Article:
Similarly, I don’t know what I was thinking with the film industry. Do I really want to get into bed with multi-billion dollar studios and production companies? Do I really want to deal with a competitive atmosphere, where I’m under constant pressure with respect to budgets and time? The industry is constantly involved in litigation over ownership rights to various properties. Do I want to put up with that drama? Do I want to deal with non-disclosure agreements? Non-compete agreements?
Fuck no, I don’t. I can’t imagine anything ruining my love for my craft faster than getting into bed with this industry. I mean, yeah, it would be awesome to work on a horror film set, or to work with James Wan. But is the chance of fulfilling these fantasies worth the cost? I don’t think so.
That leaves me with the unenviable task of figuring out what sort of work I would be willing to do for money.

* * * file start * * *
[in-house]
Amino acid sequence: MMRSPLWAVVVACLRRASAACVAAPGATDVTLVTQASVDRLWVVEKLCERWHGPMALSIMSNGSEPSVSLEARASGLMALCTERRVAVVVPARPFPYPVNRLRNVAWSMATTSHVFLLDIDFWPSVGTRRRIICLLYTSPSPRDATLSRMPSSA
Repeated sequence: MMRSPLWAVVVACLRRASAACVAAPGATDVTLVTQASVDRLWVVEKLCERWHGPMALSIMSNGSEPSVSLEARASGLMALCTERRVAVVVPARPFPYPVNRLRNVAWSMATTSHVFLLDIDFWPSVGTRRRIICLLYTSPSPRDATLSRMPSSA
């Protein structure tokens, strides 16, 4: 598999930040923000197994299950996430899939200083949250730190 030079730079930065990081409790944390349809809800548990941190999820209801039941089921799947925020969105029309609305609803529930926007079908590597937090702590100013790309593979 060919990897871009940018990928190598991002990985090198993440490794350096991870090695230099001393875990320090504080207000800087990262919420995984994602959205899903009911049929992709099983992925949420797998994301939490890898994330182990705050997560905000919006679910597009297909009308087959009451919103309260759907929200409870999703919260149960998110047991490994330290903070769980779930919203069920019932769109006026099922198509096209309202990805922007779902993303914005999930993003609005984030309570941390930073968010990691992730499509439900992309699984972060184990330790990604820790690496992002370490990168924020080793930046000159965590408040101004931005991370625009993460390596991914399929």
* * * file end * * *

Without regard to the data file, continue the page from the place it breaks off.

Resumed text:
If I do attempt to make a business out of my haunt craft, I think I’d rather avoid selling products. There are too many complications involved that I have no experience with – sales taxes, shipping, product liabilities, return/refund policies, and much more. I have experience with service-oriented businesses, and I think a performance-based business would be substantially similar.
I am certain that I want to fish around for a seasonal job. It’s pretty important to me that I get at least 3 months off each year to pursue travel and – if I’m not getting enough time in during the rest of the year – to pursue my craft and other haunt work.
Two other thoughts that have crossed my mind are to reconsider digital nomadism and to consider becoming a snowbird. I may be able and willing to remain in Wisconsin during the summer, if I can head to the southwest in the winter.
As always, I’ve got my work cut out for me. But now it’s crunch time. Per my agreement with my landlord, I could be asked to move out at any time now. Plus, my savings is starting to inch closer and closer to zero. I can hold out a few more months, but I really want to get these things figured out and executed sooner than later.